My daughter is interested in a Joybird Lewis sofa. How does this compare to Bernhardt Highland Park Lex, Craftmaster Catherine sofa and Rowe Dorset sofas?
We saw these sofas while shopping in Belfort Furniture in Sterling, VA. Is this a good place to shop for furniture?
May 4, 2021
Joybird was one of my favorite mid-range manufacturers until it was sold to LaZBoy, who raised prices and moved production from California to Mexico. Overall, it still generally receives favorable reviews, but not the rave reviews it used to get.
Bernhardt should be a higher quality couch than Joybird. Typically, it would also be more expensive, although the Lex is a very simple style. The $899 sale price quoted is an excellent bargain.
One concern: The photo of the Bernhardt Lex sofa shows very poor tailoring (badly wrinkled front arm panels and loose fabric on other parts of the sofa.) Bernhardt’s quality is normally better than that.
Craftmaster quality is generally between Bernhardt and Joybird. Recently Craftmaster’s factory went to a 3 day workweek, despite huge order backlogs, due to an industry wide foam shortage that is expected to continue for at least two more months. Expect lengthy delays if you are special ordering.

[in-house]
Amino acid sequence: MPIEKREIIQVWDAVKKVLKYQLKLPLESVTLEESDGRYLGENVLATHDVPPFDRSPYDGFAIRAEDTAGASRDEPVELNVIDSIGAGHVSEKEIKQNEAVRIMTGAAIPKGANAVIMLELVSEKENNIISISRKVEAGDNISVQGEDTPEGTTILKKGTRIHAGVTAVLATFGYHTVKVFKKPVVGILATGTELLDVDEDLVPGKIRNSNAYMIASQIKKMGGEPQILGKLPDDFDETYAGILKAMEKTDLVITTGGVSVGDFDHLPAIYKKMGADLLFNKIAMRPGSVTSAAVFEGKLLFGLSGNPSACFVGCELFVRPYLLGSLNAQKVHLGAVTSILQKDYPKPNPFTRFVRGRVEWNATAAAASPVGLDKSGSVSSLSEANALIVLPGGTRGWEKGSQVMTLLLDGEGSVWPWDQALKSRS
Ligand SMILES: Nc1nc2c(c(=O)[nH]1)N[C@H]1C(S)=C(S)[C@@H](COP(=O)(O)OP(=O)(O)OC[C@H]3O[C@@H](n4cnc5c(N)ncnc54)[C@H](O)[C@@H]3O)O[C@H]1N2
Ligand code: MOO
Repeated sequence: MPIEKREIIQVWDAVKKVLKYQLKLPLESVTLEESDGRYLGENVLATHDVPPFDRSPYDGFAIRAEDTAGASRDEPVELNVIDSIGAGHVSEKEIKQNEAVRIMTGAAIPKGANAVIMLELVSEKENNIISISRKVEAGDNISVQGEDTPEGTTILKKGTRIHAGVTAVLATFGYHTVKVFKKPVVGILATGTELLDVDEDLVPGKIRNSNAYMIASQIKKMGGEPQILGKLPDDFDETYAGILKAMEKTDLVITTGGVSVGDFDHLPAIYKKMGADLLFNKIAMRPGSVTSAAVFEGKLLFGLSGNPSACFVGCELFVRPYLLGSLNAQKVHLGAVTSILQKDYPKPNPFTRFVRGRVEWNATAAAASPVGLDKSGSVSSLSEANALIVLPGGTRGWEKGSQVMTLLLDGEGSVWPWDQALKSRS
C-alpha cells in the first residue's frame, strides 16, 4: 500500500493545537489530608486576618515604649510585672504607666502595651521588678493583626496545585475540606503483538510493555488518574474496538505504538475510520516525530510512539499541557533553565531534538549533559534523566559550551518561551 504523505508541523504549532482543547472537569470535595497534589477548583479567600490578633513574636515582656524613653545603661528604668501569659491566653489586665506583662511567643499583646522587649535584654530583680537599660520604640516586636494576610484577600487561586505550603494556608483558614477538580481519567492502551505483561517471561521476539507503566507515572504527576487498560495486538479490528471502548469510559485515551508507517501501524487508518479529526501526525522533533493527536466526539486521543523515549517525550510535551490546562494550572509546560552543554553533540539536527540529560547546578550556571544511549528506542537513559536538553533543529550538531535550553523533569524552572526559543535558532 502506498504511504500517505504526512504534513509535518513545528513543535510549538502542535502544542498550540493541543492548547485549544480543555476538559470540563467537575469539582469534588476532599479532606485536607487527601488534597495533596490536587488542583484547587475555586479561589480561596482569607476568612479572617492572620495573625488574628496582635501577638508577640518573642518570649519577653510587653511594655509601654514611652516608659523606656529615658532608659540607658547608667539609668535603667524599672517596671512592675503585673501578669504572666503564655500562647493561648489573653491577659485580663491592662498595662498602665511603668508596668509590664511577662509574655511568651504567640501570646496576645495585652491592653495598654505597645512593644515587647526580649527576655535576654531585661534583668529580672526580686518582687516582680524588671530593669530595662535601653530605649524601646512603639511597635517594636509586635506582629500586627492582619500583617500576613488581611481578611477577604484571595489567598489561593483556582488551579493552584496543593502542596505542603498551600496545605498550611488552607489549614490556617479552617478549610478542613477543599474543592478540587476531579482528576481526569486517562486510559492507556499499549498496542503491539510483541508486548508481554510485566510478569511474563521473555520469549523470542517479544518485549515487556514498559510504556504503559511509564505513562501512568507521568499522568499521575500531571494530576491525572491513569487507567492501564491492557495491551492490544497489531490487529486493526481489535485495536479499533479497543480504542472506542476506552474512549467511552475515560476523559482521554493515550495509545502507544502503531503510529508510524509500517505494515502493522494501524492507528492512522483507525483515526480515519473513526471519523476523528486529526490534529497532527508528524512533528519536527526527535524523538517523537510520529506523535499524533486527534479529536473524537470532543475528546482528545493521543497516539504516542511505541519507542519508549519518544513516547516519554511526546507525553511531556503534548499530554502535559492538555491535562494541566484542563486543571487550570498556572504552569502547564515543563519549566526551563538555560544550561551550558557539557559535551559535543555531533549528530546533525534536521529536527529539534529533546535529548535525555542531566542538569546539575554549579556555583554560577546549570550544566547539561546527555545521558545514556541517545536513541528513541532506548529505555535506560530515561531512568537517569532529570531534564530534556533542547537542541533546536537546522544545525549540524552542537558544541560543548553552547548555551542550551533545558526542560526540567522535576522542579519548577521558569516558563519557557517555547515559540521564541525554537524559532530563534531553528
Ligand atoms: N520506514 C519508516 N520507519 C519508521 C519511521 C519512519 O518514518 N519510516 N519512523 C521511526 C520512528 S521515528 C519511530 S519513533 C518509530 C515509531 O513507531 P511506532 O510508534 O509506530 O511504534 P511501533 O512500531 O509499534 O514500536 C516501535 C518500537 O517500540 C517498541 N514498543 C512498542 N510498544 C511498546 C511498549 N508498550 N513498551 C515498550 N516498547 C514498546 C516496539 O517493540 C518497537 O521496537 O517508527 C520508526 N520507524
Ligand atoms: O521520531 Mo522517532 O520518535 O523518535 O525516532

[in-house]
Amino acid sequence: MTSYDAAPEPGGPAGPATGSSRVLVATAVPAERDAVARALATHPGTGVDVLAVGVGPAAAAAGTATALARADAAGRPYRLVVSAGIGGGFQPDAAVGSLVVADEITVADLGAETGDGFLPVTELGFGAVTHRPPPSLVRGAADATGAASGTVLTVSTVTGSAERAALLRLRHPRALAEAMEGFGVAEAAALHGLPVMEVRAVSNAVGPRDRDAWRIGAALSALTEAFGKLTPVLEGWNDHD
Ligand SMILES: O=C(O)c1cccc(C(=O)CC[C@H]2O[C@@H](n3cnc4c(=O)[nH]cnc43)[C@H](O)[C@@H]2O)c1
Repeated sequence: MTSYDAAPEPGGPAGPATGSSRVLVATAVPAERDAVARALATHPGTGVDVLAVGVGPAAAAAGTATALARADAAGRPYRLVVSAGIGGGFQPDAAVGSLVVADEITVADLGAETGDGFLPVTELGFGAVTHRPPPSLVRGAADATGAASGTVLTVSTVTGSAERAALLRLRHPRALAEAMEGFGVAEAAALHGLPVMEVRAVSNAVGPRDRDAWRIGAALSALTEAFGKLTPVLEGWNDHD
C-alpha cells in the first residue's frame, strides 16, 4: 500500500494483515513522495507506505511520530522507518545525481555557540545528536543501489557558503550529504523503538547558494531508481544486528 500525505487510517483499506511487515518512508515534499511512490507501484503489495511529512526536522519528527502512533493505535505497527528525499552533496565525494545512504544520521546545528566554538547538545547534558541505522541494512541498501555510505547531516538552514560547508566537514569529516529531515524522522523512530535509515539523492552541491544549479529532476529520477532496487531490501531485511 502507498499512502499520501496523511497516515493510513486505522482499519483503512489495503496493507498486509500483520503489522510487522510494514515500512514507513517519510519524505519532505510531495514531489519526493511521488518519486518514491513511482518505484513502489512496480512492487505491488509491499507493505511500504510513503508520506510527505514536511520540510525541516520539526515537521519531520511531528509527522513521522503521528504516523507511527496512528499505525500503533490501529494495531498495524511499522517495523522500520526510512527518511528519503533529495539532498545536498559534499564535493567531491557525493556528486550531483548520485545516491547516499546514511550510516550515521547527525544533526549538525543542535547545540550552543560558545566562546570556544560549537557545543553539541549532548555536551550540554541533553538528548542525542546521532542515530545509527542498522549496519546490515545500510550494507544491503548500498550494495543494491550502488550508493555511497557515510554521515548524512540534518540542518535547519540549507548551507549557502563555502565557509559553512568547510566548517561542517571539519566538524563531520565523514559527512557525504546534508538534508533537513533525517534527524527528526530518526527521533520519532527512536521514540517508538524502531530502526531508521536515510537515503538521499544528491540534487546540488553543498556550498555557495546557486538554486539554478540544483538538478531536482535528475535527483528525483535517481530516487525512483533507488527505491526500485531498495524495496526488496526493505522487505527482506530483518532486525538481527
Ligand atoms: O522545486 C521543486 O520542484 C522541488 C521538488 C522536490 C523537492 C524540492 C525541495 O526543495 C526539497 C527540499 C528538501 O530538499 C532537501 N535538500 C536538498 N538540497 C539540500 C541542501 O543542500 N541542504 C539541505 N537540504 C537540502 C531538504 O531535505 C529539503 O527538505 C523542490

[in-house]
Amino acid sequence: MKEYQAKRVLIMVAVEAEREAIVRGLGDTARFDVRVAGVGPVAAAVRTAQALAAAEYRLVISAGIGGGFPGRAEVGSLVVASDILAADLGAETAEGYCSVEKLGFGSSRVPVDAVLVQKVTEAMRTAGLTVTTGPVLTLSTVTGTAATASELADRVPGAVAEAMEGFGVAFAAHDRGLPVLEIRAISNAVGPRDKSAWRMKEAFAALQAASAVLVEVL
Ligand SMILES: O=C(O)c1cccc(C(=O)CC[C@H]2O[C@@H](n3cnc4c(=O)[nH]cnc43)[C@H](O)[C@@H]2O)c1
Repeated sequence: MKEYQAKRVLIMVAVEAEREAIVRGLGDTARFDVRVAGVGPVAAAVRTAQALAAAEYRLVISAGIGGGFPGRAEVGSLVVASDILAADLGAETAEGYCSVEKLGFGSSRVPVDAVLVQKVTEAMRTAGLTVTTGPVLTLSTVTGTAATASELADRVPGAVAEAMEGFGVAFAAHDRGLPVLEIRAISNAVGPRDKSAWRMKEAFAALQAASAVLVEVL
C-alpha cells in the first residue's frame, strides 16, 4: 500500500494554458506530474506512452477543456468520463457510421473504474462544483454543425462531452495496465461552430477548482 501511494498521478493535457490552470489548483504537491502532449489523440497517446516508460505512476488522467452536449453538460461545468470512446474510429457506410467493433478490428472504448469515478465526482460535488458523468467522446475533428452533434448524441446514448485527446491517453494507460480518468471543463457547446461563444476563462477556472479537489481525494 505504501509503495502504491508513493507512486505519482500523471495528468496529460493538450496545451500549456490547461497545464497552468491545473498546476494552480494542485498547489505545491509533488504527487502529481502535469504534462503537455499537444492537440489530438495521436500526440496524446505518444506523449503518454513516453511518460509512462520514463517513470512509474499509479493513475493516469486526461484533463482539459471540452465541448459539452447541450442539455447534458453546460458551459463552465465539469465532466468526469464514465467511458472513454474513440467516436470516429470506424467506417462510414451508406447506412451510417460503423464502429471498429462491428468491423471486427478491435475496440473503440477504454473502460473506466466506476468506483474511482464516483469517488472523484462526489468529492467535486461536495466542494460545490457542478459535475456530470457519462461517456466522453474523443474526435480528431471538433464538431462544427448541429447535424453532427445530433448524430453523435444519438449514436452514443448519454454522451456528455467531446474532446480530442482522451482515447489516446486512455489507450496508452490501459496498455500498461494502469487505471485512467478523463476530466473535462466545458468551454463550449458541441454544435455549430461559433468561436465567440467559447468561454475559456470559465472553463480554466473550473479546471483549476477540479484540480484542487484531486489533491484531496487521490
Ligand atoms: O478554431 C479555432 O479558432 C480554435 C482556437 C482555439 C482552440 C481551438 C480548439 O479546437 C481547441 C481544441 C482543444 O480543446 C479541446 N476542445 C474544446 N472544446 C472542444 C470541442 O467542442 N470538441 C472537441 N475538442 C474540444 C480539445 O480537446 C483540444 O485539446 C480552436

Rowe claims to have a proud 70 year history, but it did declare bankruptcy in 2007 and again in 2019. The furniture being built today is not the same as it was 15 years ago.
My main concern with the current Rowe is their cushions. Recently they began using a composite construction with a high density central core glued to lower density foam layers above and below. Although they do not specify the density of these outer foam layers, other competing manufacturers with similar cushions are using 1.2 density foam.
These composite cushions have not been around long enough to establish their long term durability, but I strongly suspect they will fail sooner than the 1.8 density solid foam cores they are replacing.
Another worrisome sign for Rowe is that some of their cushions are using a very thick fiber wrap around the foam core. Check out this video to see what I mean.
The fiber above and below the foam looks to be at least 4″ thick. This is a very cheap way to make cushions look extremely full and plush. The problem is that when that much fiber is used, the cushions quickly lose their shape because the fiber has no resiliency at all.
Also, the foam and fiber core is not bagged (sewed inside a fabric cover) prior to being placed in the cushion cover.
The inner bag helps the foam and fiber retain its shape longer and makes removal of the cover for cleaning far easier.
Many manufacturers in this price range spend the extra few dollars to bag the cushion cores.
When determining a sofa’s overall quality, bagged cushion cores are a significant factor in differentiating between lower and higher mid-range quality.
All higher end sofas will have bagged cores.
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